Standard spectacle lenses primarily correct myopia – but they do not assist with controlling myopia progression. Several spectacle lens manufacturers have now developed spectacle lenses with more specialised optics that both correct myopia to allow clear distance vision and help reduce myopia progression

 

Myopia Control Contact lenses

  • Daily Disposable soft contact lenses with specially designed optics that reduce peripheral retinal blur and help reduce eye growth. With fresh new lenses every day, daily disposable contact lenses offer a very healthy and hygienic way to wear contact lenses, especially for younger children.
  • Rigid corneal contact lenses designed to gently reshape the cornea during overnight wear with the lenses being removed in the morning so there is no need to wear any correction during waking hours. This treatment approach is called Orthokeratology and has also been shown in clinical studies to slow myopia progression.

 

Pharmacological therapy

Investigators have looked into using topical low dose atropine eye drops to disable the eye’s focusing mechanism to control myopia. Early results have been impressive at least for the first year of treatment, however atropine eye drops do not currently have regulatory approval for myopia management use in the UK. This is because long-term effects of sustained use of the medication are still unknown as well as longer term treatment effectiveness.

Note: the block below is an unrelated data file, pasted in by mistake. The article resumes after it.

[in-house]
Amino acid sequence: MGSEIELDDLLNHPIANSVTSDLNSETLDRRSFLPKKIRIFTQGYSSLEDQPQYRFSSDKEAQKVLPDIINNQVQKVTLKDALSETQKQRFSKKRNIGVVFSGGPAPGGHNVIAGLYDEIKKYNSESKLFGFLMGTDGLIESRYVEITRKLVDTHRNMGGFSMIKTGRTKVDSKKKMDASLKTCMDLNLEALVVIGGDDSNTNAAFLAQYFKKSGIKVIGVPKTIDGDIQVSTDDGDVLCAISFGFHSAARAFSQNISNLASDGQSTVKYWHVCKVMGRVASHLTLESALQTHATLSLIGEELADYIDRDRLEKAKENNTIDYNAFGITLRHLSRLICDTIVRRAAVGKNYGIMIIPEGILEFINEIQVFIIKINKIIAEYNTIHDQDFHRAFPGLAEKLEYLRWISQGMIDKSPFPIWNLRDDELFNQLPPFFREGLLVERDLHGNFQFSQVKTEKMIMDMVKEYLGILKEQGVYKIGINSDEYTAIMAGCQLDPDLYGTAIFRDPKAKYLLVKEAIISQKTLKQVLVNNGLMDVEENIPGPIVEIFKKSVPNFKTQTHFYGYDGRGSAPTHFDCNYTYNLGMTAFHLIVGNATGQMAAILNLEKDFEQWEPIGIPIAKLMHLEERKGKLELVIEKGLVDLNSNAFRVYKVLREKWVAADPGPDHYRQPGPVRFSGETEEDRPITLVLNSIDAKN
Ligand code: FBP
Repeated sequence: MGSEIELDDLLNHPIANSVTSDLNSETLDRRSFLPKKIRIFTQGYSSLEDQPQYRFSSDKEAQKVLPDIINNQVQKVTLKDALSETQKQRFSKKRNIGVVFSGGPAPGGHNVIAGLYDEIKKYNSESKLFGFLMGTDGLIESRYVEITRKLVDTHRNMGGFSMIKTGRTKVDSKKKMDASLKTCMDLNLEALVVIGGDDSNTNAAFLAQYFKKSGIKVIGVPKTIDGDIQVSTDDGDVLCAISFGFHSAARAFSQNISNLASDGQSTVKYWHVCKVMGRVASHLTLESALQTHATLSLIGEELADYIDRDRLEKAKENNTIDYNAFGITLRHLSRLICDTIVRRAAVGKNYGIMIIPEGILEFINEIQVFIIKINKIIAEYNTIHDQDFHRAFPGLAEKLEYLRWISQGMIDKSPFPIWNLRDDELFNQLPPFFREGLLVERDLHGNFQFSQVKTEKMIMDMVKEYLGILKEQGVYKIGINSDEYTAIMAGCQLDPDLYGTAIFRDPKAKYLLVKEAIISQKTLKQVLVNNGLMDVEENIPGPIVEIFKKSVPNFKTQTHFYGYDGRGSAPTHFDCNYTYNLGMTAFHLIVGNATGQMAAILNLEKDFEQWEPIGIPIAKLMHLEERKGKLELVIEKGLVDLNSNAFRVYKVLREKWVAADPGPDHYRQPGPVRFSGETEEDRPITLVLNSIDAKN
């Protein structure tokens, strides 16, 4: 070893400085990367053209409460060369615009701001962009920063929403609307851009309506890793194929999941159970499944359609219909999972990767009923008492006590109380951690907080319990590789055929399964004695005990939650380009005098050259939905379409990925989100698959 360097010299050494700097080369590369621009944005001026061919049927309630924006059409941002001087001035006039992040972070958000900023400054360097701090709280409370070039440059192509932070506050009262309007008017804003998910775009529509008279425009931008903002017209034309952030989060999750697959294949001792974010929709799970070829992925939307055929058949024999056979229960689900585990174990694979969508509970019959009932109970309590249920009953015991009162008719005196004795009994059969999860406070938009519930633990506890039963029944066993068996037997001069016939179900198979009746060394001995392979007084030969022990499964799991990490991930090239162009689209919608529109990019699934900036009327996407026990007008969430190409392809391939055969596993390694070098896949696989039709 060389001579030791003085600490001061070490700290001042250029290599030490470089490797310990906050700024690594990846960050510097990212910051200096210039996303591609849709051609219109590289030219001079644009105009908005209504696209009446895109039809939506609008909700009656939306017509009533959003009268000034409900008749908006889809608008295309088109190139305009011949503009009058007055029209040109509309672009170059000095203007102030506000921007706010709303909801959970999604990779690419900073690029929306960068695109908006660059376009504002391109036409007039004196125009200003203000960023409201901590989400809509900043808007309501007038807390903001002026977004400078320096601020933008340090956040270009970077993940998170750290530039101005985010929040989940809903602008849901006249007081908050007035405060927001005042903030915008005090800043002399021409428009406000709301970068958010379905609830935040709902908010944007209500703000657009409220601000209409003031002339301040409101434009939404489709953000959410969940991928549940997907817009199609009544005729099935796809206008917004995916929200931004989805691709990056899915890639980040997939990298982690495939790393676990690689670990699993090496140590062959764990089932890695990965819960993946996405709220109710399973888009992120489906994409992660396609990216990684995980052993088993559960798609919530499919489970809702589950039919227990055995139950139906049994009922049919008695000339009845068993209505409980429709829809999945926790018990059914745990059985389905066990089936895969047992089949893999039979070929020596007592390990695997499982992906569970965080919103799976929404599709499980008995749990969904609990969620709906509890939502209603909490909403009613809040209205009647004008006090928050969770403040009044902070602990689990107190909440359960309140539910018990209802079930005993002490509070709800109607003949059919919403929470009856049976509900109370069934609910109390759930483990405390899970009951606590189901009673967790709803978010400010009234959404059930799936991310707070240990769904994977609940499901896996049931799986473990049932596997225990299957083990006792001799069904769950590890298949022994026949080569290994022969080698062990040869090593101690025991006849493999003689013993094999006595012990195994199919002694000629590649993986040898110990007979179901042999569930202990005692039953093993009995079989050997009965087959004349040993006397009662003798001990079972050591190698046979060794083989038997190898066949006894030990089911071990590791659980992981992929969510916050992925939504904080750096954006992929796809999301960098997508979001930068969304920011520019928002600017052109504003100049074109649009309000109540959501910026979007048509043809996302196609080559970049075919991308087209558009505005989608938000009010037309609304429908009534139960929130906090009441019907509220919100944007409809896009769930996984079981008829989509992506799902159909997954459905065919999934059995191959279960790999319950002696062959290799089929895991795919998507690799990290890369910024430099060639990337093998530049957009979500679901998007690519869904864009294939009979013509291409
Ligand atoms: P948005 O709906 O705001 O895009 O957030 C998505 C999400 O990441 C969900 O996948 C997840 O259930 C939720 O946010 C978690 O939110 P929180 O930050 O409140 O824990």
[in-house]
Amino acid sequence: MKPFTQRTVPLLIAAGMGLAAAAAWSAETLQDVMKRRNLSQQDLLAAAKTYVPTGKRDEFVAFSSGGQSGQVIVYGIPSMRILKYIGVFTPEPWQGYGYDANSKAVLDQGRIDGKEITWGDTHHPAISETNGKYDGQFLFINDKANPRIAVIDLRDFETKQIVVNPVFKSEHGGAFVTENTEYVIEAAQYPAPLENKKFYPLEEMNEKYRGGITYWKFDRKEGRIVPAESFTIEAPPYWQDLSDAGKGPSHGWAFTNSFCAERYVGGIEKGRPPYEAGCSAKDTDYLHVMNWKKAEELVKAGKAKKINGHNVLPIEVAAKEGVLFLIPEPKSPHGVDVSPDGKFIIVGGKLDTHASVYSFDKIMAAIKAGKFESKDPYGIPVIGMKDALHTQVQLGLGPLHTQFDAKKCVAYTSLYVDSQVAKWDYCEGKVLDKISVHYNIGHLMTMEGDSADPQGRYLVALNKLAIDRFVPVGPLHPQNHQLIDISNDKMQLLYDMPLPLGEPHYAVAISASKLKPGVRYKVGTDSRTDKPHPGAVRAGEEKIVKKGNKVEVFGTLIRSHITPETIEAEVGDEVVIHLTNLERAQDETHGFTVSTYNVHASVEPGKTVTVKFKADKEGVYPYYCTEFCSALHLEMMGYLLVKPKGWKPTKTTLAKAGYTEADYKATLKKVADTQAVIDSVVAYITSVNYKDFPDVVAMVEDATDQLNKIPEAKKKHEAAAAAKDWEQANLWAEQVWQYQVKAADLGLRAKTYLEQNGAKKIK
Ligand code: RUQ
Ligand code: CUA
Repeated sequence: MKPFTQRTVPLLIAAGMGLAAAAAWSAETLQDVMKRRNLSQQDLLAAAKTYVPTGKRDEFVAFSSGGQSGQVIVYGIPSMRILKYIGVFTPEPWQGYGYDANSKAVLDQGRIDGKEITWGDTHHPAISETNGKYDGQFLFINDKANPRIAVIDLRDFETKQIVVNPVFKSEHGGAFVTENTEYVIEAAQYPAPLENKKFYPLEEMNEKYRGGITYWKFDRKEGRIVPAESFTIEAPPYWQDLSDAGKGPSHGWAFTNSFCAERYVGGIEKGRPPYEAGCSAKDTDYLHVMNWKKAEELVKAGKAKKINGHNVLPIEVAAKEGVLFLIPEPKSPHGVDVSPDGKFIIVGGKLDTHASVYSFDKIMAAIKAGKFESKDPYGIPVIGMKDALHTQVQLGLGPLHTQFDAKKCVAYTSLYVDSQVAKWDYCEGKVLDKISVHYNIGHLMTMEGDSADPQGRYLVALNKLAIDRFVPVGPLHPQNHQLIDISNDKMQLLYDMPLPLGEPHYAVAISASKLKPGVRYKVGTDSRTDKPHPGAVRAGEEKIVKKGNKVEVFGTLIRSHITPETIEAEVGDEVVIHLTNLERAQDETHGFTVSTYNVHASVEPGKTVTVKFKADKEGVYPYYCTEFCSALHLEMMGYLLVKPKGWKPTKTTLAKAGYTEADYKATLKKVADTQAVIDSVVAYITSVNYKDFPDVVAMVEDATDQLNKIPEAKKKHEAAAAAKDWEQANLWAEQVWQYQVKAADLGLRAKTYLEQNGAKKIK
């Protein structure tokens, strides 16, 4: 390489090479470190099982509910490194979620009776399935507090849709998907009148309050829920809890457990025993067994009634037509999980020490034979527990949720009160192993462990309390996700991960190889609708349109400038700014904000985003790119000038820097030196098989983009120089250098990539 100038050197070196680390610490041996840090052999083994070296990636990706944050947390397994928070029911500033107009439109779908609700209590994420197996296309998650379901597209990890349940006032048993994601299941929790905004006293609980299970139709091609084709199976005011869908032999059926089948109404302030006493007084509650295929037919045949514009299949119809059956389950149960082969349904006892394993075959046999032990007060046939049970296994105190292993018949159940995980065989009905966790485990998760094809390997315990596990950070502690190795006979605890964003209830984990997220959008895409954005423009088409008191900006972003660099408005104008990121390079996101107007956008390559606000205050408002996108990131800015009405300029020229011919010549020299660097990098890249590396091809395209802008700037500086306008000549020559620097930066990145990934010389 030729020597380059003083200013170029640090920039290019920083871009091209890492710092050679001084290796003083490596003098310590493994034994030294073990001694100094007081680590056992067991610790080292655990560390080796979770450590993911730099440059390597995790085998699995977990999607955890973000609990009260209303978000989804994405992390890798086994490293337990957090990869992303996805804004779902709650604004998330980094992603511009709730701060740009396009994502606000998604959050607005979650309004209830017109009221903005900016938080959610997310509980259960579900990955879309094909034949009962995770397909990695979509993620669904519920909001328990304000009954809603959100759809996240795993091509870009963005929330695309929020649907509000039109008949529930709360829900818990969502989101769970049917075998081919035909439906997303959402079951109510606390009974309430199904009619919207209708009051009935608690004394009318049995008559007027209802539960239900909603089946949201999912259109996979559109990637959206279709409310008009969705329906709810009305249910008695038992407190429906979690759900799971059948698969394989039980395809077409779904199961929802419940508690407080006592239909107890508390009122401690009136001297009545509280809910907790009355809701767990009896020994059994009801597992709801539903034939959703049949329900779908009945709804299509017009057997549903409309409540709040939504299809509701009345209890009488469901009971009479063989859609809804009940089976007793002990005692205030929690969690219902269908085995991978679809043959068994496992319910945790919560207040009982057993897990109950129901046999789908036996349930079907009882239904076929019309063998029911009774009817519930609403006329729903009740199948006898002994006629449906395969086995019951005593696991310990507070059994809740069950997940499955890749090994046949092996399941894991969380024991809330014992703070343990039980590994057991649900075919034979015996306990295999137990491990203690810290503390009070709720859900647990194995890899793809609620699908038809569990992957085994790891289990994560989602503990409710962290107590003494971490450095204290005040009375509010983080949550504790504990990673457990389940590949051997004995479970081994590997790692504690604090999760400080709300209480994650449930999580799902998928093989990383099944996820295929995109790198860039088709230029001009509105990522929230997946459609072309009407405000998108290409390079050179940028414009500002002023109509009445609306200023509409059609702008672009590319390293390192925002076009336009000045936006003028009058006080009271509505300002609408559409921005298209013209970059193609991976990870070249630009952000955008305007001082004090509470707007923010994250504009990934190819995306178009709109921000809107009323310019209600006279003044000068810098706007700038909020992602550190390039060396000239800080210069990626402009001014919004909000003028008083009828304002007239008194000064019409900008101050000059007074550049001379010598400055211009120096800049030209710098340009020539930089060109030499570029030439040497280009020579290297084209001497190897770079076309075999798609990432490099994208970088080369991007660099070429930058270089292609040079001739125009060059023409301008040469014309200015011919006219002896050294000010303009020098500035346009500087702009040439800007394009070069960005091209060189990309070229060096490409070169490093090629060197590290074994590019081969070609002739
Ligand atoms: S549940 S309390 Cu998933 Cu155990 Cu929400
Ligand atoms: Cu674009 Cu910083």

Whilst there isn’t an outright cure for myopia, the different management options available today can slow down the progression of myopia on average by about 60% for many children. Treatment is however unlikely to stop progression completely and pre-exiting myopia will not be reversed. The team at Horrocks & Boyd are happy to answer any questions on the management options we offer and the latest evidence-based research findings to help individualise treatment plans for your child.

References

  1. Holden BA, Fricke TR, Wilson DA et al. Global Prevalence of Myopia and High Myopia and Temporal Trends from 2000 through 2050. Ophthalmology. 2016; 123:1036-42
  2. Morgan P. Is Myopia Control the Next Contact Lens Revolution? OPTICIAN 2016
  3. McCullough SJ, O’Donoghue L, Saunders KJ (2016) Six Year Refractive Change among White Children and Young Adults: Evidence for Significant Increase in Myopia among White UK Children. PLoS ONE 11(1): e0146332. https://doi.org/10.1371/journal.pone.0146332
  4. Gifford P, Gifford KL. The Future of Myopia Control Contact Lenses. Optom Vis Sci.; 93:336-43.
  5. Rose KA, Morgan IG, Ip J, et al. Outdoor Activity Reduces the Prevalence of Myopia in Children. Ophthalmology 2008; 115:1279-1285.
  6. Wolffsohn JS, Calossi A, Cho P, et al. Global Trends in Myopia Management Attitudes and Strategies in ClinicalPractice. Cont Lens Anterior Eye. 2016; 39:106-16.